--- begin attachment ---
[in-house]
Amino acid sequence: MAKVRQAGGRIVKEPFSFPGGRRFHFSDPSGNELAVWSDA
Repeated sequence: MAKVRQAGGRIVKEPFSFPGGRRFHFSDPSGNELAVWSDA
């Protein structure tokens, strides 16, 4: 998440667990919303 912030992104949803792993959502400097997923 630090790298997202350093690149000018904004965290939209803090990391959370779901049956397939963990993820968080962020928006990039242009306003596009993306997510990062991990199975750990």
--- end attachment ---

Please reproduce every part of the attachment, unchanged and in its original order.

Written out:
[in-house]
Amino acid sequence: MAKVRQAGGRIVKEPFSFPGGRRFHFSDPSGNELAVWSDA
Repeated sequence: MAKVRQAGGRIVKEPFSFPGGRRFHFSDPSGNELAVWSDA
């Protein structure tokens, strides 16, 4: 998440667990919303 912030992104949803792993959502400097997923 630090790298997202350093690149000018904004965290939209803090990391959370779901049956397939963990993820968080962020928006990039242009306003596009993306997510990062991990199975750990």